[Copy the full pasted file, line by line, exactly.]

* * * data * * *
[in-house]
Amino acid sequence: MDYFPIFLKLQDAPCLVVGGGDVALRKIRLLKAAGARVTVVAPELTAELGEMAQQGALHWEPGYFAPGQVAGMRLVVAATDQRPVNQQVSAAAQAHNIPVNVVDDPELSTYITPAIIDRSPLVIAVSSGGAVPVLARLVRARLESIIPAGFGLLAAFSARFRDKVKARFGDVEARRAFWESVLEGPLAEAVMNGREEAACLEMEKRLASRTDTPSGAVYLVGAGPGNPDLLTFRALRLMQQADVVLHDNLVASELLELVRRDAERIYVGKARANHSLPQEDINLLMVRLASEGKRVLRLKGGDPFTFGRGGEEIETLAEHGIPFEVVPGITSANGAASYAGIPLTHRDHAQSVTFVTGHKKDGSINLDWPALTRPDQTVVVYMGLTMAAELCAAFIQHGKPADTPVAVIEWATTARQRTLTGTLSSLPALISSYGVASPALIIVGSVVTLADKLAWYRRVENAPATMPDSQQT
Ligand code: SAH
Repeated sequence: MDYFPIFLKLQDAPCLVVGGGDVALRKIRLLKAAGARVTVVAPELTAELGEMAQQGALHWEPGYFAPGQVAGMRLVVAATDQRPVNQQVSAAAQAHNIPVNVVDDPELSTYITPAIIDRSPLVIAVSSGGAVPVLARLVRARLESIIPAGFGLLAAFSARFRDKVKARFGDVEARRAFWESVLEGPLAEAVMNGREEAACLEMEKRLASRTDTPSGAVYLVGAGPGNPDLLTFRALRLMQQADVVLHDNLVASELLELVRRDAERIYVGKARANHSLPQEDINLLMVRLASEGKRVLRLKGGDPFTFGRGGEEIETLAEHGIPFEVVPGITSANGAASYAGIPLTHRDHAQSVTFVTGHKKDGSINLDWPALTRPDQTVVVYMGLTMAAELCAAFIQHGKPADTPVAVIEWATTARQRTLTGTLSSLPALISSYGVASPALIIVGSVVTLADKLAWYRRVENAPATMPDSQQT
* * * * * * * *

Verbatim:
[in-house]
Amino acid sequence: MDYFPIFLKLQDAPCLVVGGGDVALRKIRLLKAAGARVTVVAPELTAELGEMAQQGALHWEPGYFAPGQVAGMRLVVAATDQRPVNQQVSAAAQAHNIPVNVVDDPELSTYITPAIIDRSPLVIAVSSGGAVPVLARLVRARLESIIPAGFGLLAAFSARFRDKVKARFGDVEARRAFWESVLEGPLAEAVMNGREEAACLEMEKRLASRTDTPSGAVYLVGAGPGNPDLLTFRALRLMQQADVVLHDNLVASELLELVRRDAERIYVGKARANHSLPQEDINLLMVRLASEGKRVLRLKGGDPFTFGRGGEEIETLAEHGIPFEVVPGITSANGAASYAGIPLTHRDHAQSVTFVTGHKKDGSINLDWPALTRPDQTVVVYMGLTMAAELCAAFIQHGKPADTPVAVIEWATTARQRTLTGTLSSLPALISSYGVASPALIIVGSVVTLADKLAWYRRVENAPATMPDSQQT
Ligand code: SAH
Repeated sequence: MDYFPIFLKLQDAPCLVVGGGDVALRKIRLLKAAGARVTVVAPELTAELGEMAQQGALHWEPGYFAPGQVAGMRLVVAATDQRPVNQQVSAAAQAHNIPVNVVDDPELSTYITPAIIDRSPLVIAVSSGGAVPVLARLVRARLESIIPAGFGLLAAFSARFRDKVKARFGDVEARRAFWESVLEGPLAEAVMNGREEAACLEMEKRLASRTDTPSGAVYLVGAGPGNPDLLTFRALRLMQQADVVLHDNLVASELLELVRRDAERIYVGKARANHSLPQEDINLLMVRLASEGKRVLRLKGGDPFTFGRGGEEIETLAEHGIPFEVVPGITSANGAASYAGIPLTHRDHAQSVTFVTGHKKDGSINLDWPALTRPDQTVVVYMGLTMAAELCAAFIQHGKPADTPVAVIEWATTARQRTLTGTLSSLPALISSYGVASPALIIVGSVVTLADKLAWYRRVENAPATMPDSQQT